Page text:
The mystery behind one of Chicago’s signature meals lingers even deeper than the pizza itself. 

Chicago, Illinois – Nowhere else can you find a 3-inch deep, steaming-hot pizza pie filled with layers of thick mozzarella cheese with the toppings of your choice and a chunky dose of fresh tomato sauce on top. This is deep dish pizza, and it’s not just a meal: It’s a Windy City experience that you cannot reproduce anywhere else in the world.

I will never forget my first deep dish experience. It occurred during a college visit to the Chicago area, when my family and I decided to step into Giordano’s. Coming from California where pizza is flat and simple, my encounter with this Chicago creation began the transition to a brand new world. Did I really have to eat my slice of pizza with a fork and knife? Why was the sauce on top of the cheese? Where did my “toppings” go? But, upon my first taste of the rich and hot entrée, it was love at first bite. Deep dish pizza is not just something you pick up on the go – it is truly the flavor of Chicago; something to be shared among friends and family; a dish that welcomes you into its warm embrace with every encounter.

Courtesy of Muy Yum

With such a legendary pizza, one can’t help but wonder about the history behind it.

The origin of Chicago’s pizza pie is somewhat of a mystery, since no one really knows exactly who came up with the idea. With very little documentation, the one fact that anyone does know is that this type of pizza emerged in 1943 from a restaurant opening in a mansion at 29 E Ohio Street. According to the Chicago Tribune, the founders of the restaurant were Richard “Ric Riccardo” Novaretti, the owner of Riccardo’s Restaurant, and his friend Ike Sewell, a Chicago liquor distributor. Phone books and city records show that by the 1940s and 1950s, housed at the mansion were Riccardo, Rudy Malnati Sr. and a restaurant that offered a foreign dish called “pizza.” Sewell, who was not listed as a tenant of the mansion, was the person credited for super-sizing the pizza that was originally an appetizer-sized dish. Opening in 1943 as “The Pizzeria,” the restaurant’s name was changed to “Pizzeria Riccardo” and ultimately settled  as “Pizzeria Uno” in 1955.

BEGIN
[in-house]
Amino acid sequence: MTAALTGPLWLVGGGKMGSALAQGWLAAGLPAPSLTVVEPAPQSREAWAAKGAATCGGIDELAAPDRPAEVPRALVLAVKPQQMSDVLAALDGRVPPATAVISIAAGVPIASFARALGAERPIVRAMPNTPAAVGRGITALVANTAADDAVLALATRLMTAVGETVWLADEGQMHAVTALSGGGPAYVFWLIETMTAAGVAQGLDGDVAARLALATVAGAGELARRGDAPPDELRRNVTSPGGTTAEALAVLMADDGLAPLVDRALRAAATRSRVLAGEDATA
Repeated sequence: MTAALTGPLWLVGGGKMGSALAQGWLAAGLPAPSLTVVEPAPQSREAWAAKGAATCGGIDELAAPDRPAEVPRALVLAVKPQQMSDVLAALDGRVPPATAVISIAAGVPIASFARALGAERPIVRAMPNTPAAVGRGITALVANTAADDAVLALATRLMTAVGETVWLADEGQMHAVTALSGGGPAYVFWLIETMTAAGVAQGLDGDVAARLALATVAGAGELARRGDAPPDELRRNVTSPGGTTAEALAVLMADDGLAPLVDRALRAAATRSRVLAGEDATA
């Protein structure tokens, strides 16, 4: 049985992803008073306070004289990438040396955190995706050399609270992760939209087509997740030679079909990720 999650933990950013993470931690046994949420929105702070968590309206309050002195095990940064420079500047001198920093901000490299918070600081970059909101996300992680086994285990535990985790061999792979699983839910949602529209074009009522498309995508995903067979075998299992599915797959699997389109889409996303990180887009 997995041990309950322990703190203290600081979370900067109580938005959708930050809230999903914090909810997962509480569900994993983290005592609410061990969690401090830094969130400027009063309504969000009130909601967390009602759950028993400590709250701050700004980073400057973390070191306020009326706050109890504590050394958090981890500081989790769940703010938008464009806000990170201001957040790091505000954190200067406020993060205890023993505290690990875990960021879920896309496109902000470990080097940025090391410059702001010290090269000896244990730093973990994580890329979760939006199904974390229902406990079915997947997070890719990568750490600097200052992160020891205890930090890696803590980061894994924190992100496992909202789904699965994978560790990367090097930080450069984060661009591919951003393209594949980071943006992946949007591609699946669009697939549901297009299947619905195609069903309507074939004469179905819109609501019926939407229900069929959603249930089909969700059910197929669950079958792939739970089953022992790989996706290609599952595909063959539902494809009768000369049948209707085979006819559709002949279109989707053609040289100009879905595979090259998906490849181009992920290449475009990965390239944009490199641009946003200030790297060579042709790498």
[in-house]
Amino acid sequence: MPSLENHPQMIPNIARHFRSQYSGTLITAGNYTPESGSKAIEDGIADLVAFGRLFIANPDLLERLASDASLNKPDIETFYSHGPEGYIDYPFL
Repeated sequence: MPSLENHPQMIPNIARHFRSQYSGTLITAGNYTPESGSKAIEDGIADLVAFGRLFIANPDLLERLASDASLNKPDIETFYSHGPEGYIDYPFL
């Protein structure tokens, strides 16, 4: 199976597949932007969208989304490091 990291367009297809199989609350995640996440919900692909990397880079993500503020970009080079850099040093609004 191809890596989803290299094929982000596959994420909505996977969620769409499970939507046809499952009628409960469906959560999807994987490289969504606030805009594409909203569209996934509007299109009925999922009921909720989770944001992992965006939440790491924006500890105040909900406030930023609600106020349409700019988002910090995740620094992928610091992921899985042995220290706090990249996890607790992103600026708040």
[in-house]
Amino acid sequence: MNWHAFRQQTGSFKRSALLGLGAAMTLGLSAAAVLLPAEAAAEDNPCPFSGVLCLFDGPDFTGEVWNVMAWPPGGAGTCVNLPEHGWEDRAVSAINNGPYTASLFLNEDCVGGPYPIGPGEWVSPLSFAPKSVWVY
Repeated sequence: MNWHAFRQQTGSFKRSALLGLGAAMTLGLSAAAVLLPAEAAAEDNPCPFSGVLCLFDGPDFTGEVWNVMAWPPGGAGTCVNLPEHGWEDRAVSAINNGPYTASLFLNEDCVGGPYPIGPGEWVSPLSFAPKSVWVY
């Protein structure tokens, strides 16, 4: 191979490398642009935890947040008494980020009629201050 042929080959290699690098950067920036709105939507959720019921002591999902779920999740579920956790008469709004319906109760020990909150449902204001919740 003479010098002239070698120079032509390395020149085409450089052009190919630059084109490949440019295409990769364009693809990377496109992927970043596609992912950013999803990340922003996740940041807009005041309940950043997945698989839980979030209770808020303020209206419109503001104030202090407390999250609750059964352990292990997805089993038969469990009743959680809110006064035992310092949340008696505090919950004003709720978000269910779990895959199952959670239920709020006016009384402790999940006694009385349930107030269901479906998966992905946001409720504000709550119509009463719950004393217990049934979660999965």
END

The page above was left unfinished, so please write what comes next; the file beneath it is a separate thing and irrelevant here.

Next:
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Although there is no official evidence that proves anyone as the inventor of  deep dish pizza, Rudy Malnati Jr. argues that his father should get partial credit for inventing one of Chicago’s greatest wonders.  He possesses  a 1956 newspaper clipping that calls his father the person who established Pizzeria Uno. Perhaps this is a piece of proof in this mysterious story.

The world may never know who invented the deep dish pizza, but as long as the specialty still exists, people will continue to come to the Windy City to get a taste of it. Don’t wait for the mystery to get solved – grab a slice of the deep dish tonight and take a bite of the rich history that Chicago has to offer.

*Featured photo courtesy of JGrana